What Selection Criteria?
A strategic approach to developing key criteria for a comprehensive screening exercise can also open up a more flexible range of suitable targets; if you know the context in detail you can make better choices regarding how a new entity will contribute.
However, the number of criteria should be limited (no more than 5) and be realistic. The perfect business may be out there…but it’s unlikely! Better still is to design criteria that enable you to grade opportunities and ultimately rank them.
Some realistic sense of ‘availability’ is obviously a key criteria, but not always possible to measure precisely. Other examples of important criteria are;
- size and profitability – Is the business large enough to justify the cost of acquisition? Will it enhance or dilute profit margins?
- geography/region – Does the target have a position in a strategically important country or region?
- sectors – Will the business support the penetration of new sectors, leading to a strengthening of the company’s resilience?
- types of activities, expertise/offering, type of products or services – Are the services or products offered similar or complementary to your own company’s? Will this enhance or detract from the coherence of your current service offering/product portfolio?
- customer segmentation – Will the target allow you to access new customers? Will it allow you to strengthen your position with your existing customers?
- synergies – Not the kind of ‘synergies’ that are anticipated to justify an inflated multiple, but are there genuine opportunities to make ‘1+1=3’ or even more (over time)?
Using a 3rd. Party as an Expert Resource
Victanis has expert knowledge in a number of discrete sectors and important geographies in Europe. But it is often not well understood why it is an outside resource can add real value to a business’s acquisition process, given that in many cases companies have earmarked significant resource for the process in the first place.
Others, such as Corporate Financiers, will often offer company screening exercises in the hope of winning process mandates in the future but not always with the thoroughness and commitment that screening exercises require to successfully deliver an attractive list of acquisition targets. We strongly believe that it is important to ask the question, “Does whoever is screening targets for my business to potentially acquire fully understand:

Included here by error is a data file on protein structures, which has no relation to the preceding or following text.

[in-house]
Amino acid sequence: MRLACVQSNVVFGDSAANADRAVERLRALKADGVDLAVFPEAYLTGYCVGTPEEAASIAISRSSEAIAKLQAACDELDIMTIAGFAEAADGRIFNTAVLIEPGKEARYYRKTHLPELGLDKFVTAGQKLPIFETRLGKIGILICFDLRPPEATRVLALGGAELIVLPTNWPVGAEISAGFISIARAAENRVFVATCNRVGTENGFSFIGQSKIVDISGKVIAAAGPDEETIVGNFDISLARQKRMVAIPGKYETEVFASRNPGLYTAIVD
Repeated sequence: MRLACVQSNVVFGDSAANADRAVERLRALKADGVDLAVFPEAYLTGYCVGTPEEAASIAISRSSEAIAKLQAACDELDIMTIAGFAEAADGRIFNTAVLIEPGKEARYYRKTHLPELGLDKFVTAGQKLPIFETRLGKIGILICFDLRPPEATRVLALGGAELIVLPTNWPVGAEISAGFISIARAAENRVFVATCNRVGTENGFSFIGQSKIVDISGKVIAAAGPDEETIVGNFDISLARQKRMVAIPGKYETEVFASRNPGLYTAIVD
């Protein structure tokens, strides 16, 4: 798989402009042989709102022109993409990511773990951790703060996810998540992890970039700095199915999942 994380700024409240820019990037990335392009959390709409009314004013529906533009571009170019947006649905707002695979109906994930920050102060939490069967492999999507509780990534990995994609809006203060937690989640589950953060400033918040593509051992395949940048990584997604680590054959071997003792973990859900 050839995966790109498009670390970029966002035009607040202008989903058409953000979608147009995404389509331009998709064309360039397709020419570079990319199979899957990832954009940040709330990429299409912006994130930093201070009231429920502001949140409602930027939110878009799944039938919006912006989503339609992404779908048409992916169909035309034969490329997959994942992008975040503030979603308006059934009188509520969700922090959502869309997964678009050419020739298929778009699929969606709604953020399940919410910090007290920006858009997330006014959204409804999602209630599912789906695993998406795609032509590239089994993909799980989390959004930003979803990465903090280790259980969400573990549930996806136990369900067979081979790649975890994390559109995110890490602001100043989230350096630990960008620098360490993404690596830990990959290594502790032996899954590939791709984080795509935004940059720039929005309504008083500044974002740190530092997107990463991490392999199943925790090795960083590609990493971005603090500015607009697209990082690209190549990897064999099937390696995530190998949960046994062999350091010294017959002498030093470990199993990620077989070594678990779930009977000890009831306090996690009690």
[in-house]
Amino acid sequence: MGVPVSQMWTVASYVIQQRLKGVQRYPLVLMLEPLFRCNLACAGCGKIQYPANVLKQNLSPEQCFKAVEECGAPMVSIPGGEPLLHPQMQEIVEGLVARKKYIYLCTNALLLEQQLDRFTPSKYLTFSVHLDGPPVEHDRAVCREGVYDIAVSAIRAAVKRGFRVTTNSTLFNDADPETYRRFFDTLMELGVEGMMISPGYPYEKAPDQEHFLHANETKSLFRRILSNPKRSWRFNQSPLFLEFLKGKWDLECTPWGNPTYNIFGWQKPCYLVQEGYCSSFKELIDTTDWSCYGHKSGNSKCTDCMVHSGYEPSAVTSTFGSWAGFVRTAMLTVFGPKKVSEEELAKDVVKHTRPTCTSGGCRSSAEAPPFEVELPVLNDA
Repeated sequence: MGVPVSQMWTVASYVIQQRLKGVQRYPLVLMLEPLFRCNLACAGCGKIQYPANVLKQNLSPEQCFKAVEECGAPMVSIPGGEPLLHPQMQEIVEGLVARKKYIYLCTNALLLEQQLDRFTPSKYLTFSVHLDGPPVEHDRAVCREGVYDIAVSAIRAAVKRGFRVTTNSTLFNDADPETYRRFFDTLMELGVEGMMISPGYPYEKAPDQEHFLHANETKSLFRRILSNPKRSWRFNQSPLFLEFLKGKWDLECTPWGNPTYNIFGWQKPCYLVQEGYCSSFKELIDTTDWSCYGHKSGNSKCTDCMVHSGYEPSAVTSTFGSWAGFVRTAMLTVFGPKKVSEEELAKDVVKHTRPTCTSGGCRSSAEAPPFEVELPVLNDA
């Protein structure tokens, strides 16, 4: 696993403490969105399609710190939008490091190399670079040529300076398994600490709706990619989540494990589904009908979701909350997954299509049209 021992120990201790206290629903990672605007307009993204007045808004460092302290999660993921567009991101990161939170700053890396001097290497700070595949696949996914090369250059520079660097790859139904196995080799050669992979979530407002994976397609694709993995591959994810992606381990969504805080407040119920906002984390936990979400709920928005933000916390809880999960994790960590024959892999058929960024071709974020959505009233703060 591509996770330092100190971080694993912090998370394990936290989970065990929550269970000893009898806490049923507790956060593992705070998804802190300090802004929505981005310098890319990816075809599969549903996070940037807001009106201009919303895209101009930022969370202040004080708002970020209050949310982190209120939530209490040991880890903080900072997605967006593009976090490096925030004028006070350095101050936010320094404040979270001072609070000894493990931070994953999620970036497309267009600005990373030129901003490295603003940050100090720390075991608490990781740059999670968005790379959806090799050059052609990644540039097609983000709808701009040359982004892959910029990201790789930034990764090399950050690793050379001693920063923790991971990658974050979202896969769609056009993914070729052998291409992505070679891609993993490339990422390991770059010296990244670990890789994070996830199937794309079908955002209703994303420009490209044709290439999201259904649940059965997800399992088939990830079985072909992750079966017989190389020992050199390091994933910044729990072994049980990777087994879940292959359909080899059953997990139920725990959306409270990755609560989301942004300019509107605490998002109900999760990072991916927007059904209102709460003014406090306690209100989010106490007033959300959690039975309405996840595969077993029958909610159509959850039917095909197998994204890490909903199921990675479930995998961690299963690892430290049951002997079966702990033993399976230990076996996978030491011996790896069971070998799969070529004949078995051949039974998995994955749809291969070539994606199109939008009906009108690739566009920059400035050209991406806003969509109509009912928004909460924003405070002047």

- MY business – How we do business and where we need to go? And…
- OUR marketplace – Do they know the market intimately? Do they know what acquisitions have worked for others in this sector? Can they bring a depth of knowledge and experience that will cut through the marketing found on websites etc.?"
You need to be assured that whoever is doing the screening understands the process both from the perspective of the target and the perspective of you as an acquiring business. Ultimately, will they have a strong sense of identifying and selecting the best ‘fit’ for the acquirer?
Supporting Preparation for Initial Target Approach
As mentioned before, the initial meeting with a carefully selected target is of critical importance and will often make-or-break a deal right then and there. As a result, detailed preparation is essential.
As part of this a detailed analysis of selected targets that form the ‘short list’ is very helpful. This analysis needs to be of a quality significantly advanced from that used to identify the ‘long list’ of targets. A further refinement of selection, tactics and approach is then possible and is often done best in the course of a workshop with management, M&A director and supporting 3rd. Party expert altogether in the same room to present and analyse. This also has the additional advantage of strengthening and broadening stakeholder buy-in at an early stage. Such a workshop has often been helpful in identifying potential obstacles that were not considered initially.
Even large organisations sometimes struggle to adequately resource this kind of approach, let alone SMEs. But as this preparatory phase is of such importance to the overall success of the acquisition process, we believe it merits serious consideration.
 ‘long list’: An exhaustive process to identify all possible targets in a given sector, country etc. ‘Short list’: the refinement of the ‘long list’ to validated, attractive and realistic targets according to a set of clear and previously agreed criteria.